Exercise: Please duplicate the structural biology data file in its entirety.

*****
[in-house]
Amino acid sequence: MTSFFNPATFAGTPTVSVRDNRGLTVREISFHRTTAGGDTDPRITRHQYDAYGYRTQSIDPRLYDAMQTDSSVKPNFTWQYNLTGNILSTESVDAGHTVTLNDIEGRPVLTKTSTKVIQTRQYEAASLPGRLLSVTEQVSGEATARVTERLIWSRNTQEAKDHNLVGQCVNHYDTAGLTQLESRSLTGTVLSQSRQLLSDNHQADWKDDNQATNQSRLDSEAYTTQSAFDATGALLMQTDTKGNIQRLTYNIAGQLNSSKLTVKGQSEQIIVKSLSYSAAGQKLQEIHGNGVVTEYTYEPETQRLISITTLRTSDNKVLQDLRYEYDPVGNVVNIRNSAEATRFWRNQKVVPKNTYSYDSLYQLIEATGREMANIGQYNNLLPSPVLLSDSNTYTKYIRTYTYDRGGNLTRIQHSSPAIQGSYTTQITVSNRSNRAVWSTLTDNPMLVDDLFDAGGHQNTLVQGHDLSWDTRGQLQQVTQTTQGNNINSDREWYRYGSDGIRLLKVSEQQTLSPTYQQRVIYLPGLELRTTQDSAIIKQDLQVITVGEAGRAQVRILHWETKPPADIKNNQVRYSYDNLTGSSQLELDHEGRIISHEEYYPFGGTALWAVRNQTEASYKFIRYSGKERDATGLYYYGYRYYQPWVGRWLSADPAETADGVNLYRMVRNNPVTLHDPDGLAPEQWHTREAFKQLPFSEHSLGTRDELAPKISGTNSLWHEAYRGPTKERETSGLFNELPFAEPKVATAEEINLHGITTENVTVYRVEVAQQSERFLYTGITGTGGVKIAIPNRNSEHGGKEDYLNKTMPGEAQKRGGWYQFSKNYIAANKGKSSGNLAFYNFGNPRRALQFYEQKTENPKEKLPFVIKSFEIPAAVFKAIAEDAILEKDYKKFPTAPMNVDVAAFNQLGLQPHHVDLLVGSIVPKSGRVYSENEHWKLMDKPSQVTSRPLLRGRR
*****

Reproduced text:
[in-house]
Amino acid sequence: MTSFFNPATFAGTPTVSVRDNRGLTVREISFHRTTAGGDTDPRITRHQYDAYGYRTQSIDPRLYDAMQTDSSVKPNFTWQYNLTGNILSTESVDAGHTVTLNDIEGRPVLTKTSTKVIQTRQYEAASLPGRLLSVTEQVSGEATARVTERLIWSRNTQEAKDHNLVGQCVNHYDTAGLTQLESRSLTGTVLSQSRQLLSDNHQADWKDDNQATNQSRLDSEAYTTQSAFDATGALLMQTDTKGNIQRLTYNIAGQLNSSKLTVKGQSEQIIVKSLSYSAAGQKLQEIHGNGVVTEYTYEPETQRLISITTLRTSDNKVLQDLRYEYDPVGNVVNIRNSAEATRFWRNQKVVPKNTYSYDSLYQLIEATGREMANIGQYNNLLPSPVLLSDSNTYTKYIRTYTYDRGGNLTRIQHSSPAIQGSYTTQITVSNRSNRAVWSTLTDNPMLVDDLFDAGGHQNTLVQGHDLSWDTRGQLQQVTQTTQGNNINSDREWYRYGSDGIRLLKVSEQQTLSPTYQQRVIYLPGLELRTTQDSAIIKQDLQVITVGEAGRAQVRILHWETKPPADIKNNQVRYSYDNLTGSSQLELDHEGRIISHEEYYPFGGTALWAVRNQTEASYKFIRYSGKERDATGLYYYGYRYYQPWVGRWLSADPAETADGVNLYRMVRNNPVTLHDPDGLAPEQWHTREAFKQLPFSEHSLGTRDELAPKISGTNSLWHEAYRGPTKERETSGLFNELPFAEPKVATAEEINLHGITTENVTVYRVEVAQQSERFLYTGITGTGGVKIAIPNRNSEHGGKEDYLNKTMPGEAQKRGGWYQFSKNYIAANKGKSSGNLAFYNFGNPRRALQFYEQKTENPKEKLPFVIKSFEIPAAVFKAIAEDAILEKDYKKFPTAPMNVDVAAFNQLGLQPHHVDLLVGSIVPKSGRVYSENEHWKLMDKPSQVTSRPLLRGRR